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An old blog (2004) on Adi Samkara (Shri Shankaracharya)

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An old blog (2004) on Adi Samkara (Shri Shankaracharya) Empty An old blog (2004) on Adi Samkara (Shri Shankaracharya)

Post by Seva Lamberdar Sun Nov 07, 2021 6:16 am

Not everyone and everything is same or equal to Brahman (God) in Advaita
Brahman according to Samkara's Advaita

To imagine the Absolute calls for seeking the highest. As the time spins fast, life fleets, all is change. Nothing is as it seems; everything flows. The struggle to go beyond, to seek the real, know the truth, means that this flowing stream is not all. The logical, the cosmological and the moral arguments all point to something larger than the finite. The effort to escape from the limits of the finite implies the consciousness that the finite in itself is not the real. A felt necessity of thought obliges us to admit an absolute reality. As Descartes contends, the conception of an infinitely perfect being is assumed in the admission of one's own finitude. No truly negative judgment is simply negative. Whenever we deny something as unreal, we do so with reference to something real. We exclude the negative because of a positive. Something is not, means something is. If we exclude the real as well as the unreal, we get nihilism. While Samkara agrees with the Buddhist view that all things change, he demands a supersensible reality which is not in the world of change. We require the reality of something which does not need the support or help of something. Even if we regard the whole universe as merely imagined, there must be something which is basis of all imagination.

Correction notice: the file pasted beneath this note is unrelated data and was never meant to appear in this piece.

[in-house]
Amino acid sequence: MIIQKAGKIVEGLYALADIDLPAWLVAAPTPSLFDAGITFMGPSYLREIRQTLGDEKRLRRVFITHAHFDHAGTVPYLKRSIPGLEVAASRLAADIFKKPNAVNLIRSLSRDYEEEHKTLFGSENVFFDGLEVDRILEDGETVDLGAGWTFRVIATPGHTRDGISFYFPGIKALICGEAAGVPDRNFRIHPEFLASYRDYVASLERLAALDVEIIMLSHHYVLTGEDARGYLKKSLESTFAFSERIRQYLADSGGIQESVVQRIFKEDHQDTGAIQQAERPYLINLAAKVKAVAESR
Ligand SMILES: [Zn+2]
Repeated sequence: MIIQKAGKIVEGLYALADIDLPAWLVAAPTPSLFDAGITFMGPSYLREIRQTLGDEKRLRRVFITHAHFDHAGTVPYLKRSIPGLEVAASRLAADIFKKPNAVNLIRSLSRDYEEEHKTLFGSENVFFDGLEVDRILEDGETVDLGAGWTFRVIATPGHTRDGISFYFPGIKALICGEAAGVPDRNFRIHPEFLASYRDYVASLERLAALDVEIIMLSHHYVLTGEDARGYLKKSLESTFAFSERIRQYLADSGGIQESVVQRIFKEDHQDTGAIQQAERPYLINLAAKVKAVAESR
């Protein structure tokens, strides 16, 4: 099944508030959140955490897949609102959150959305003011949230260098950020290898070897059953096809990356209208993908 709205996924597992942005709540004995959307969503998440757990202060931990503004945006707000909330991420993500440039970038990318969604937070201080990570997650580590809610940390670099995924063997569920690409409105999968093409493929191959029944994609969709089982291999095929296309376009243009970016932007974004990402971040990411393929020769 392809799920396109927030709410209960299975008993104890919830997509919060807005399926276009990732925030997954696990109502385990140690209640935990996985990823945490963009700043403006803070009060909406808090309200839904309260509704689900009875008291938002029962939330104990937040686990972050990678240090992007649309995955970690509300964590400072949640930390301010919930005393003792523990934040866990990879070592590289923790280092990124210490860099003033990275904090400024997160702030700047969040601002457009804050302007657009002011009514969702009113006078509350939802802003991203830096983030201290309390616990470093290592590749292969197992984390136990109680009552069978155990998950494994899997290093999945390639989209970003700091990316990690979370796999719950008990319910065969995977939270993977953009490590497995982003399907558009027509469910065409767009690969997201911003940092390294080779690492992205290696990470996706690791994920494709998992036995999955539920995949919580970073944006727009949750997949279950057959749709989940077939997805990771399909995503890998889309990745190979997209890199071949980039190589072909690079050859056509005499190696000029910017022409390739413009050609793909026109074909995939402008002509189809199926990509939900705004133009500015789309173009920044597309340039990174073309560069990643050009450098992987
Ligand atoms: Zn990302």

Even imagined entities cannot float in mid-air. If there is no such reality, i.e. if even what we regard as reality is a produced effect, then there can be nothing real at all in this world or out of it. Religious experience as registered in the Vedas guarantees at least some reality which does not come to be or cease to be. Deussen's statement "that the Indians were never ensnared into an ontological proof" is hardly correct. So far as any logical proof of Brahman is available in Samkara's writings, it is undoubtedly the ontological proof. We are obliged to posit an absolute reality; otherwise our whole structure of knowledge and experience tumbles to pieces. In the method of procedure Samkara shows great originality and freshness. He does not start, as theological philosophers do, with a discussion of God's attributes. He is indifferent, and even critical of, the arguments which are adduced in favor of a great First Cause and Creator of the world. For him integral experience, or anubhava, is the basal fact. It is the highest religious insight. It supplies the proof 'if proof be the name for it' of man's awareness of a spiritual reality. Brahman is present to every man and is the universal fact of life. If any logical proof were necessary, Samkara points to the inability of the mind to rest in the realtive, i.e. the impossibility of accounting for experience except on the hypothesis of Brahman.